Mosquitos Infected With Dangerous West Nile Virus Found in Two States

0629-Bug
A mosquito is pictured on a person's arm. Health officials in Ohio and Washington are urging people to protect themselves against mosquitoes after insects in these states tested positive for the West Nile virus. Getty Images

Health officials in Ohio and Washington are urging people to protect themselves against mosquitoes after insects in these states tested positive for the West Nile virus.

Test results released Wednesday from the Ohio Department of Health found mosquitoes near Alexandria, Johnstown and Harrison Township in Ohio had the virus. Officials in Washington also discovered a pool of mosquitos that tested positive for the virus in Benton County. The virus could cause potentially dangerous health issues in humans and is most commonly spread by mosquitos, television station KEPR reports.

"We deal with West Nile virus every year, so it's kind of a routine with us from the beginning of the season," Angela Beehler, district manager of Benton County Mosquito Control in Washington, told KEPR.

The most effective way to avoid getting sick from viruses spread by mosquitoes when at home and during travel is to prevent mosquito bites. Learn more about how to protect yourself and your family this summer. https://t.co/vTIIORW7fd

— Ohio Dept of Health (@OHdeptofhealth) June 13, 2018

Mosquito spraying is already scheduled for the affected areas in Ohio as part of The Ohio Health Department's plan to control the pest population.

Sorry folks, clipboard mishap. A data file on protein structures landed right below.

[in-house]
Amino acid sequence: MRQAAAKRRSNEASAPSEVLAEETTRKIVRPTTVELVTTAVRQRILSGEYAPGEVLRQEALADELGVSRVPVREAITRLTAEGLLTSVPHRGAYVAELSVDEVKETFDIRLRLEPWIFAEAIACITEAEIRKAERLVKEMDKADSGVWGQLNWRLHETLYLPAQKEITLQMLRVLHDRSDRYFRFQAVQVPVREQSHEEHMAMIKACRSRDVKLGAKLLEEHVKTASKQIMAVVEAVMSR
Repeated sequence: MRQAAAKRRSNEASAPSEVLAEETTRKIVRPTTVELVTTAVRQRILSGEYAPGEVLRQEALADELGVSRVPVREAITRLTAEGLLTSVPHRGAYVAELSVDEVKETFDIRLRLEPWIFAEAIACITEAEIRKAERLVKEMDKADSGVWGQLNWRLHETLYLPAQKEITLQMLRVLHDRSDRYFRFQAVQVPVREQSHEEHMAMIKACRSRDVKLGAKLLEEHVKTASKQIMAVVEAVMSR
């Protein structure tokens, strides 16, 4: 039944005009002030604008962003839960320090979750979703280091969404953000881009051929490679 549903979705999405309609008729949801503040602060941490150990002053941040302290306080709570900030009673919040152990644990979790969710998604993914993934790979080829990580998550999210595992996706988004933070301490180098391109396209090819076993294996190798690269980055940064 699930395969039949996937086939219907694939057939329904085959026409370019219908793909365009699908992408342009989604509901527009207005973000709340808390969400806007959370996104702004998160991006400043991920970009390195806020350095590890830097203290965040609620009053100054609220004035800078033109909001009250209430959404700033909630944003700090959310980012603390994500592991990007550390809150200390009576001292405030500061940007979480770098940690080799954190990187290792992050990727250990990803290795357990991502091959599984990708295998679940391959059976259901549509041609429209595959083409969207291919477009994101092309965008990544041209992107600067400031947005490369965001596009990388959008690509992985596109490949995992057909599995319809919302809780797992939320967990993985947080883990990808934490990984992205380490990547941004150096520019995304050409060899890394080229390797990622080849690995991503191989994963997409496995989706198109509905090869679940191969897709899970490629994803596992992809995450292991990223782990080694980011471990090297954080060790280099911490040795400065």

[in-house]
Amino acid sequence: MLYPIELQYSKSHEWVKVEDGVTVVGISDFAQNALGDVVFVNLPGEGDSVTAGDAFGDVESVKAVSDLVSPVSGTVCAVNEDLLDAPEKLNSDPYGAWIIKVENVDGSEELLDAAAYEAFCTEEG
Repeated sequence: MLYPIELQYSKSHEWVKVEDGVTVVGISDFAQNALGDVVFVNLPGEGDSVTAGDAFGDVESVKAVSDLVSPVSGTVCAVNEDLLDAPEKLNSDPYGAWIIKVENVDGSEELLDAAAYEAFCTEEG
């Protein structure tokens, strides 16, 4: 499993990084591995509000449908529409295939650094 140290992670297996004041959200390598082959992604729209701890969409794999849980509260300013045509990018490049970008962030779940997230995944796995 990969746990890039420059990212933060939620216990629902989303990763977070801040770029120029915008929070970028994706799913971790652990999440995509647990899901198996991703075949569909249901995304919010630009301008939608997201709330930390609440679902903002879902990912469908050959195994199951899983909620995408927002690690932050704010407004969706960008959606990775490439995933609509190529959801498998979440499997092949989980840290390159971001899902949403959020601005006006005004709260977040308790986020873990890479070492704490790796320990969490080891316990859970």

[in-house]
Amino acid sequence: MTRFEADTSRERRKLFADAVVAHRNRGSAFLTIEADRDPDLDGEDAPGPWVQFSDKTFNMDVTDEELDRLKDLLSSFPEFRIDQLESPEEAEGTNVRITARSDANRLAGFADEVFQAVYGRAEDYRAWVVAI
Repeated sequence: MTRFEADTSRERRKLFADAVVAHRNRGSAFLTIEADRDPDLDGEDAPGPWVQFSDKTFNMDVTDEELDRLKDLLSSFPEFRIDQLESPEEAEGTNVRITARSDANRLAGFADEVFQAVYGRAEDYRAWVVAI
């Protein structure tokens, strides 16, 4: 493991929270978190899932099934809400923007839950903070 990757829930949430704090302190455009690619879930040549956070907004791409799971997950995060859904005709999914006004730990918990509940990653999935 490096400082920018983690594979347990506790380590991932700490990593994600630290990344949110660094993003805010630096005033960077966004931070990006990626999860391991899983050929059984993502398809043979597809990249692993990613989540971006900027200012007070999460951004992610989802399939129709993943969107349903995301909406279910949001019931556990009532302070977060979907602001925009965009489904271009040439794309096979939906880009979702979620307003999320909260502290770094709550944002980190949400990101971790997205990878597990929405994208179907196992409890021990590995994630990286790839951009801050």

West Nile virus symptoms include fever, headache, stiffness, nausea and vomiting. In severe cases, it can affect the nervous system, and trigger conditions including meningitis, and inflammation of the brain called encephalitis, according to the National Institutes of Health.

Only one in 150 patients will develop serious symptoms, which can prove fatal. Extreme reactions are rare and about 80 percent of those who are infected with West Nile do not show any symptoms, according to the Centers for Disease and Control.

West Nile virus is spread during mosquito season from Summer until Fall in all parts of the continental U.S., the CDC reports. Earlier in June, one case was confirmed in Los Angeles County after a resident was hospitalized.

"We just want to make sure that people are aware that it's here. Take precautions," Beehler said.

Mosquitoes are most active in the early morning and late evening, so be careful during those times.

Preventative measures involve removing the potential habitats of infected mosquitoes, including by ridding yards of standing water where the bigs typically breed, and ensuring window and door screens don't have holes in, Jared Dever, district manager of the San Gabriel Valley Mosquito and Vector Control District, said in a statement earlier this month.

To avoid mosquito bites, the CDC suggests that people can also wear long-sleeved shirts and long pants and use bug repellent containing DEET or Picaridin.

"Once we see mosquitos test positive for West Nile virus it's going to be a concern until we get to our first hard frost, Dr. Amy Person, health officer at the Benton-Franklin County Health District, told KEPR.